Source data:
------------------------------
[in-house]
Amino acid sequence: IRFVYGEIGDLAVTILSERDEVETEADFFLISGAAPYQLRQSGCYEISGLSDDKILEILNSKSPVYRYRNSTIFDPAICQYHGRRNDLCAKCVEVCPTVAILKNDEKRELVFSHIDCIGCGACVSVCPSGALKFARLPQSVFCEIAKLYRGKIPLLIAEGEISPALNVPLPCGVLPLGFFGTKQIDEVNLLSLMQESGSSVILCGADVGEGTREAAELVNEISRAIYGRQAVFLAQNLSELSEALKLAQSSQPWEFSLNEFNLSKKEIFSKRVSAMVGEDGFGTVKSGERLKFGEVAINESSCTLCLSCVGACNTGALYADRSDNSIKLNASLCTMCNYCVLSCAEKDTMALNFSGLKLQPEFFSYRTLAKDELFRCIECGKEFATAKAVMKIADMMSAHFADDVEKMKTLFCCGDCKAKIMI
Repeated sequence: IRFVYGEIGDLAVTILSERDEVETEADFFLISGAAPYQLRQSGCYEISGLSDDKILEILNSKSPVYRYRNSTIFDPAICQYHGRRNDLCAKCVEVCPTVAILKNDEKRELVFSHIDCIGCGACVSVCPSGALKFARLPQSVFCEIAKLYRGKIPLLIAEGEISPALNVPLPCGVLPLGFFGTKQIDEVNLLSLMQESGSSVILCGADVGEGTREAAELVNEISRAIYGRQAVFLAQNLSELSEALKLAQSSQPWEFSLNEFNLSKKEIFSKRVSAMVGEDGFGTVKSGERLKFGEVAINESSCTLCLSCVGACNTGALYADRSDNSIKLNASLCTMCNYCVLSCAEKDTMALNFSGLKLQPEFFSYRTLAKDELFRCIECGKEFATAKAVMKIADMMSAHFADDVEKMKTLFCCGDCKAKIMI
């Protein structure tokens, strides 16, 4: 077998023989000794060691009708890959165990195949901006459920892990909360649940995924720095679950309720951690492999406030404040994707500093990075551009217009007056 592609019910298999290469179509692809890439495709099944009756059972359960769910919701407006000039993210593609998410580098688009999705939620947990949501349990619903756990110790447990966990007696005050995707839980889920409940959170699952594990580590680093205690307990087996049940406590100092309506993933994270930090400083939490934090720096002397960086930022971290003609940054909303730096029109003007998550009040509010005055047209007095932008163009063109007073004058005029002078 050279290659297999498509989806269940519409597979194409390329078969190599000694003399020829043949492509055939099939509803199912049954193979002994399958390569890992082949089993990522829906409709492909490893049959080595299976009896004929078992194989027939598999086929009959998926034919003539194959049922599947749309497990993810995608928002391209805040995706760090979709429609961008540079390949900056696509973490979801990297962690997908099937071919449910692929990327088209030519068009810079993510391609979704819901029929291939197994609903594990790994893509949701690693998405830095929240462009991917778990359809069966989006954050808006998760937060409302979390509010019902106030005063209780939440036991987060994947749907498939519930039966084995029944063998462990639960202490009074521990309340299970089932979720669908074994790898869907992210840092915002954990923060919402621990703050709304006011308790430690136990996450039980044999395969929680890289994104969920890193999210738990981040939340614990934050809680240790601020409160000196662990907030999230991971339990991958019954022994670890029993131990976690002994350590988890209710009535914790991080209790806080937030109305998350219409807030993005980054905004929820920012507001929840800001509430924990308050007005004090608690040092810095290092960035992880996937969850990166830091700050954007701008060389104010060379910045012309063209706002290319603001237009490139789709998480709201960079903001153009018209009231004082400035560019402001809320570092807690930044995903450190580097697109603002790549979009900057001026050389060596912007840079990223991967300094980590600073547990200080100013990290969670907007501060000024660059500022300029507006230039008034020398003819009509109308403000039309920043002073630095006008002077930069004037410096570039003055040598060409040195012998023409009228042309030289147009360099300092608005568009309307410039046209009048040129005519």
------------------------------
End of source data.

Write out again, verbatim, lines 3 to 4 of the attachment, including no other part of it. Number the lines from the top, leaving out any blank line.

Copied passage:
Repeated sequence: IRFVYGEIGDLAVTILSERDEVETEADFFLISGAAPYQLRQSGCYEISGLSDDKILEILNSKSPVYRYRNSTIFDPAICQYHGRRNDLCAKCVEVCPTVAILKNDEKRELVFSHIDCIGCGACVSVCPSGALKFARLPQSVFCEIAKLYRGKIPLLIAEGEISPALNVPLPCGVLPLGFFGTKQIDEVNLLSLMQESGSSVILCGADVGEGTREAAELVNEISRAIYGRQAVFLAQNLSELSEALKLAQSSQPWEFSLNEFNLSKKEIFSKRVSAMVGEDGFGTVKSGERLKFGEVAINESSCTLCLSCVGACNTGALYADRSDNSIKLNASLCTMCNYCVLSCAEKDTMALNFSGLKLQPEFFSYRTLAKDELFRCIECGKEFATAKAVMKIADMMSAHFADDVEKMKTLFCCGDCKAKIMI
């Protein structure tokens, strides 16, 4: 077998023989000794060691009708890959165990195949901006459920892990909360649940995924720095679950309720951690492999406030404040994707500093990075551009217009007056 592609019910298999290469179509692809890439495709099944009756059972359960769910919701407006000039993210593609998410580098688009999705939620947990949501349990619903756990110790447990966990007696005050995707839980889920409940959170699952594990580590680093205690307990087996049940406590100092309506993933994270930090400083939490934090720096002397960086930022971290003609940054909303730096029109003007998550009040509010005055047209007095932008163009063109007073004058005029002078 050279290659297999498509989806269940519409597979194409390329078969190599000694003399020829043949492509055939099939509803199912049954193979002994399958390569890992082949089993990522829906409709492909490893049959080595299976009896004929078992194989027939598999086929009959998926034919003539194959049922599947749309497990993810995608928002391209805040995706760090979709429609961008540079390949900056696509973490979801990297962690997908099937071919449910692929990327088209030519068009810079993510391609979704819901029929291939197994609903594990790994893509949701690693998405830095929240462009991917778990359809069966989006954050808006998760937060409302979390509010019902106030005063209780939440036991987060994947749907498939519930039966084995029944063998462990639960202490009074521990309340299970089932979720669908074994790898869907992210840092915002954990923060919402621990703050709304006011308790430690136990996450039980044999395969929680890289994104969920890193999210738990981040939340614990934050809680240790601020409160000196662990907030999230991971339990991958019954022994670890029993131990976690002994350590988890209710009535914790991080209790806080937030109305998350219409807030993005980054905004929820920012507001929840800001509430924990308050007005004090608690040092810095290092960035992880996937969850990166830091700050954007701008060389104010060379910045012309063209706002290319603001237009490139789709998480709201960079903001153009018209009231004082400035560019402001809320570092807690930044995903450190580097697109603002790549979009900057001026050389060596912007840079990223991967300094980590600073547990200080100013990290969670907007501060000024660059500022300029507006230039008034020398003819009509109308403000039309920043002073630095006008002077930069004037410096570039003055040598060409040195012998023409009228042309030289147009360099300092608005568009309307410039046209009048040129005519």